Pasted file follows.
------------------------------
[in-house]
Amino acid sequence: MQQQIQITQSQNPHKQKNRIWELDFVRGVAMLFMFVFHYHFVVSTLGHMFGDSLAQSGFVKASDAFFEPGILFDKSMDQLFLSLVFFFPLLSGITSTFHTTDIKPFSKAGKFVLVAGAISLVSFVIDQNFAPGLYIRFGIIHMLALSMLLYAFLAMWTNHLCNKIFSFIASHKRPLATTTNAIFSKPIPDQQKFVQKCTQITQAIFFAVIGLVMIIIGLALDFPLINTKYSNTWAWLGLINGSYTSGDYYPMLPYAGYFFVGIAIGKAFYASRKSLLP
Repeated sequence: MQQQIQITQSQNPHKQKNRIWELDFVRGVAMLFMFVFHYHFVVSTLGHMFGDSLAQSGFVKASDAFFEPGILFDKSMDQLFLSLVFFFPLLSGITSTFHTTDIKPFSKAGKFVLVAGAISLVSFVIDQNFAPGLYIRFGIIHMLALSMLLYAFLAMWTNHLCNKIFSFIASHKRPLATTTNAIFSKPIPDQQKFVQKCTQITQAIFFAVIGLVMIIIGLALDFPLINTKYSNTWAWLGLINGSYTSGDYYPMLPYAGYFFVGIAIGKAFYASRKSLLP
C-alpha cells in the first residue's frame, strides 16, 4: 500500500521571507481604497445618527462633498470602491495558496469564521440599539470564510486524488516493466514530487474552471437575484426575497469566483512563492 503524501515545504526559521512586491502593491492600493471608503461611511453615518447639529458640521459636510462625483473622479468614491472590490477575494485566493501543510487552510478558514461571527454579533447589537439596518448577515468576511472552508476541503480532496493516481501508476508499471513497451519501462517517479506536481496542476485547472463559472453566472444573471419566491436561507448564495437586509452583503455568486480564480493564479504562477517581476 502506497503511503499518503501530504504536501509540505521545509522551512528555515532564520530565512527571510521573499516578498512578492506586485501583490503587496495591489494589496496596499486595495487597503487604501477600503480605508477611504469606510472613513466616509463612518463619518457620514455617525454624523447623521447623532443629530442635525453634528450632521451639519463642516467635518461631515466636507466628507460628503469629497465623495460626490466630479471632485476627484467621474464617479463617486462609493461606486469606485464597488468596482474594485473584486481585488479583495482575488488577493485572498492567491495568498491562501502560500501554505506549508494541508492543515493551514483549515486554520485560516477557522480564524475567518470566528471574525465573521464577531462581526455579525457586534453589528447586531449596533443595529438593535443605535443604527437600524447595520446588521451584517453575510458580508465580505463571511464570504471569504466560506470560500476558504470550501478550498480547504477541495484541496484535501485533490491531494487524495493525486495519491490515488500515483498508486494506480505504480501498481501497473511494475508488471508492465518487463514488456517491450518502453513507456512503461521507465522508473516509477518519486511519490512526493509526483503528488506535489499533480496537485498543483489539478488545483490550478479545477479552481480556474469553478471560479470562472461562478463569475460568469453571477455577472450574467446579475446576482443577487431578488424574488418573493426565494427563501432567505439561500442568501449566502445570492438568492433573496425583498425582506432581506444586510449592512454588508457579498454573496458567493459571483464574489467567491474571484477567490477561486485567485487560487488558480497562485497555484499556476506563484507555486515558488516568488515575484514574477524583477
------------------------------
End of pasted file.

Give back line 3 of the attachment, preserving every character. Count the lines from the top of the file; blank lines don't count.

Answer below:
Repeated sequence: MQQQIQITQSQNPHKQKNRIWELDFVRGVAMLFMFVFHYHFVVSTLGHMFGDSLAQSGFVKASDAFFEPGILFDKSMDQLFLSLVFFFPLLSGITSTFHTTDIKPFSKAGKFVLVAGAISLVSFVIDQNFAPGLYIRFGIIHMLALSMLLYAFLAMWTNHLCNKIFSFIASHKRPLATTTNAIFSKPIPDQQKFVQKCTQITQAIFFAVIGLVMIIIGLALDFPLINTKYSNTWAWLGLINGSYTSGDYYPMLPYAGYFFVGIAIGKAFYASRKSLLP